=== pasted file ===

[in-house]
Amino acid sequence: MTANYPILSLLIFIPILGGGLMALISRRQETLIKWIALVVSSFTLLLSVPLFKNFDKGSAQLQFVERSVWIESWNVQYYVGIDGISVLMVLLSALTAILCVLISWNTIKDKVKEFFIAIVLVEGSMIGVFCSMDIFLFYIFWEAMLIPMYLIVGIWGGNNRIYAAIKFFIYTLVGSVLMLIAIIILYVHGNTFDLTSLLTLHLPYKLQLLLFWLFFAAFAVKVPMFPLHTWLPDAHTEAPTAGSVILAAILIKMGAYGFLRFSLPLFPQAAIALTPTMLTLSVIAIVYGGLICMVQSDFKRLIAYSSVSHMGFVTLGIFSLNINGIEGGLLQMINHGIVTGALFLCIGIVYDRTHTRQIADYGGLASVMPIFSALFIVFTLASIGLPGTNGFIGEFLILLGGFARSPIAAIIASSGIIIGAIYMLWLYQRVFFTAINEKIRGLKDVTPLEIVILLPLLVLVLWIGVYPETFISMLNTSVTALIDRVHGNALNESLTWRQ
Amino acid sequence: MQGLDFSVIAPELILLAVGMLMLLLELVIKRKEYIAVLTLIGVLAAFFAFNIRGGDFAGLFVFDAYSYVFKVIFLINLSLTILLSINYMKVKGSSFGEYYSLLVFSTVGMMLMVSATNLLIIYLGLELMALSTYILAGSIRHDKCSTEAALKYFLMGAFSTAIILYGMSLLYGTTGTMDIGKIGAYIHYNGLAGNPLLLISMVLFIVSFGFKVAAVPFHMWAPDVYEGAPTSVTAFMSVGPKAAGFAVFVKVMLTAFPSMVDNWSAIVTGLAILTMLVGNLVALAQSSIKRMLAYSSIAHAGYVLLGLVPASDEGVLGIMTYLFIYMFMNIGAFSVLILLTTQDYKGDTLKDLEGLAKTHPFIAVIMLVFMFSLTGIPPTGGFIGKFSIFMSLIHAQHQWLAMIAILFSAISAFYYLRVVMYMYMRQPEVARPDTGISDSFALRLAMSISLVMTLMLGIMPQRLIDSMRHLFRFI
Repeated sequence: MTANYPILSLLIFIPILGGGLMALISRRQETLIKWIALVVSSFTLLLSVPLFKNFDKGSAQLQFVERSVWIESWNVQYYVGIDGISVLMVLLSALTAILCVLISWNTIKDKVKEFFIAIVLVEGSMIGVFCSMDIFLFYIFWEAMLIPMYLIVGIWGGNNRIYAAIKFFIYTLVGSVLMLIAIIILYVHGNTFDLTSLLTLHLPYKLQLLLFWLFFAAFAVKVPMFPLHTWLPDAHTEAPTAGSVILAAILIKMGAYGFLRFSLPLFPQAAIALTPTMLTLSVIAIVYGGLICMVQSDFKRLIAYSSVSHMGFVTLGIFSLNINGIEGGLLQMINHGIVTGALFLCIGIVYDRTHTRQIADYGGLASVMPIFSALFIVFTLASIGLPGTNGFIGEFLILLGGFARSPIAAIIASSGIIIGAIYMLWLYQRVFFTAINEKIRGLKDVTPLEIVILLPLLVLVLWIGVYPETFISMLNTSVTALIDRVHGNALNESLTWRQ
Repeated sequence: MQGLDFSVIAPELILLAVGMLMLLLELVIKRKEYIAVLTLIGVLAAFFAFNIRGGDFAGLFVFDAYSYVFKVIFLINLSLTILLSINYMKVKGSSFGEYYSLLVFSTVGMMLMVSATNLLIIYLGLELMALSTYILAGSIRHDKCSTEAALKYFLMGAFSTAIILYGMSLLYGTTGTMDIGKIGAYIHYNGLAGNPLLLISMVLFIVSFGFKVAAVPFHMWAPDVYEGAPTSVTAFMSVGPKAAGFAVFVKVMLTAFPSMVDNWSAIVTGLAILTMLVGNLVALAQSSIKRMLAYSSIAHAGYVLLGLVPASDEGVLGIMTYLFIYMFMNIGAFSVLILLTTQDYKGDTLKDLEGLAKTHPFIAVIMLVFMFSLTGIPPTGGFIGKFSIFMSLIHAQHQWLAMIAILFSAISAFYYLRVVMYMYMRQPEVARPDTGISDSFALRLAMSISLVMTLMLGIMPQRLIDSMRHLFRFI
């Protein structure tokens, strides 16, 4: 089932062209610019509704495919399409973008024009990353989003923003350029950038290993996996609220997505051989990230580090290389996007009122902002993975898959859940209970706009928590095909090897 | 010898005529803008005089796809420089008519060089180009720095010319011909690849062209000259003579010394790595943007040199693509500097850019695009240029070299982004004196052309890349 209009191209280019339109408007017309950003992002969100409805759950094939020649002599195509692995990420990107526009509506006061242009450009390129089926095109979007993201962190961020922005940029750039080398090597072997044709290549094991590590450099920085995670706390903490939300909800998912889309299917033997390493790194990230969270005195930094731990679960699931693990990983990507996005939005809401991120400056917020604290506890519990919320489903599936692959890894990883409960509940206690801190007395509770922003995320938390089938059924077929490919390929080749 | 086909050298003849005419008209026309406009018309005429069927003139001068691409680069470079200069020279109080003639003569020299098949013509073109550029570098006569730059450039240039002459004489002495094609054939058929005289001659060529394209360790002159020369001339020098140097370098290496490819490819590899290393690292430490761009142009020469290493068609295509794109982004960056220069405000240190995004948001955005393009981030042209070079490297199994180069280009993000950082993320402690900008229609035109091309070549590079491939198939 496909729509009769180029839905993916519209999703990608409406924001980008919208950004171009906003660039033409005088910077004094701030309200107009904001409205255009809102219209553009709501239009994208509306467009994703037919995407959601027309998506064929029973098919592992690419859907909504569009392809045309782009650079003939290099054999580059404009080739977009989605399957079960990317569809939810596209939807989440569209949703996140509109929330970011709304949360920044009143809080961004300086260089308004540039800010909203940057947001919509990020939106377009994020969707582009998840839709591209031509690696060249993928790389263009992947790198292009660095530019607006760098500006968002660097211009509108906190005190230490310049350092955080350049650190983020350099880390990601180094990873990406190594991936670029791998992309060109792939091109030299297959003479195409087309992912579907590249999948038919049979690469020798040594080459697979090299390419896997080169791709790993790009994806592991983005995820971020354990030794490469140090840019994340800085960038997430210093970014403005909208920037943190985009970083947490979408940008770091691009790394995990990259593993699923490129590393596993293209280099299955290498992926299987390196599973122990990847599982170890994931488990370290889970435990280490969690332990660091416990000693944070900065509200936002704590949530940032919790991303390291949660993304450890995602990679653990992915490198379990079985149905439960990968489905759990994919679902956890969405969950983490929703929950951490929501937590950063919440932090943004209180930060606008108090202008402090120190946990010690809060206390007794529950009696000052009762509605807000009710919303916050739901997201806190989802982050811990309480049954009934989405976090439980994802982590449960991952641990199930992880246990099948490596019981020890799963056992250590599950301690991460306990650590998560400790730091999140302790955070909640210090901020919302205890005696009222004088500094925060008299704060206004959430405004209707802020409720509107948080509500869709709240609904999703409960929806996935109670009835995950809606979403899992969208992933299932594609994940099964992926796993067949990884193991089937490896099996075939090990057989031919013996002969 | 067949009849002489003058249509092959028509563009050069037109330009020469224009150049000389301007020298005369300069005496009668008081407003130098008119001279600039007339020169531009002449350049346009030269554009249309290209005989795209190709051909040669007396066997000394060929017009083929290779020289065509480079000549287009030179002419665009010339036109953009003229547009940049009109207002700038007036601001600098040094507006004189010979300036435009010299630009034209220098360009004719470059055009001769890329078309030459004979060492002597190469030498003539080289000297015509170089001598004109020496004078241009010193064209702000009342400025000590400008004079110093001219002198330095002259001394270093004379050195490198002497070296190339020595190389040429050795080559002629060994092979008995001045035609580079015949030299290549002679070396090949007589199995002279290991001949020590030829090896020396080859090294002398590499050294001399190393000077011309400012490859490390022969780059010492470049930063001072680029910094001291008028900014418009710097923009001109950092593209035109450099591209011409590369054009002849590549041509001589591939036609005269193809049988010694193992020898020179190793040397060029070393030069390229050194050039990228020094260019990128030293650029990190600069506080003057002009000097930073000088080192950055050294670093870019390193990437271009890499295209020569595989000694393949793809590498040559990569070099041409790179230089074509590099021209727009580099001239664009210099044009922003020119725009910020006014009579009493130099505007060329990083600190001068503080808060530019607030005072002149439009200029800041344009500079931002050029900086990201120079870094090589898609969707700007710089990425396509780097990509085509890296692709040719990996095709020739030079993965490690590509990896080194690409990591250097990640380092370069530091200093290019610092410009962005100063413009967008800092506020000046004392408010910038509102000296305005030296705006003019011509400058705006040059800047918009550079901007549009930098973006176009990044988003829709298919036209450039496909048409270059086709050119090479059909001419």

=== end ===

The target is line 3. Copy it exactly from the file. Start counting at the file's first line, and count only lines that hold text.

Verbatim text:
Amino acid sequence: MQGLDFSVIAPELILLAVGMLMLLLELVIKRKEYIAVLTLIGVLAAFFAFNIRGGDFAGLFVFDAYSYVFKVIFLINLSLTILLSINYMKVKGSSFGEYYSLLVFSTVGMMLMVSATNLLIIYLGLELMALSTYILAGSIRHDKCSTEAALKYFLMGAFSTAIILYGMSLLYGTTGTMDIGKIGAYIHYNGLAGNPLLLISMVLFIVSFGFKVAAVPFHMWAPDVYEGAPTSVTAFMSVGPKAAGFAVFVKVMLTAFPSMVDNWSAIVTGLAILTMLVGNLVALAQSSIKRMLAYSSIAHAGYVLLGLVPASDEGVLGIMTYLFIYMFMNIGAFSVLILLTTQDYKGDTLKDLEGLAKTHPFIAVIMLVFMFSLTGIPPTGGFIGKFSIFMSLIHAQHQWLAMIAILFSAISAFYYLRVVMYMYMRQPEVARPDTGISDSFALRLAMSISLVMTLMLGIMPQRLIDSMRHLFRFI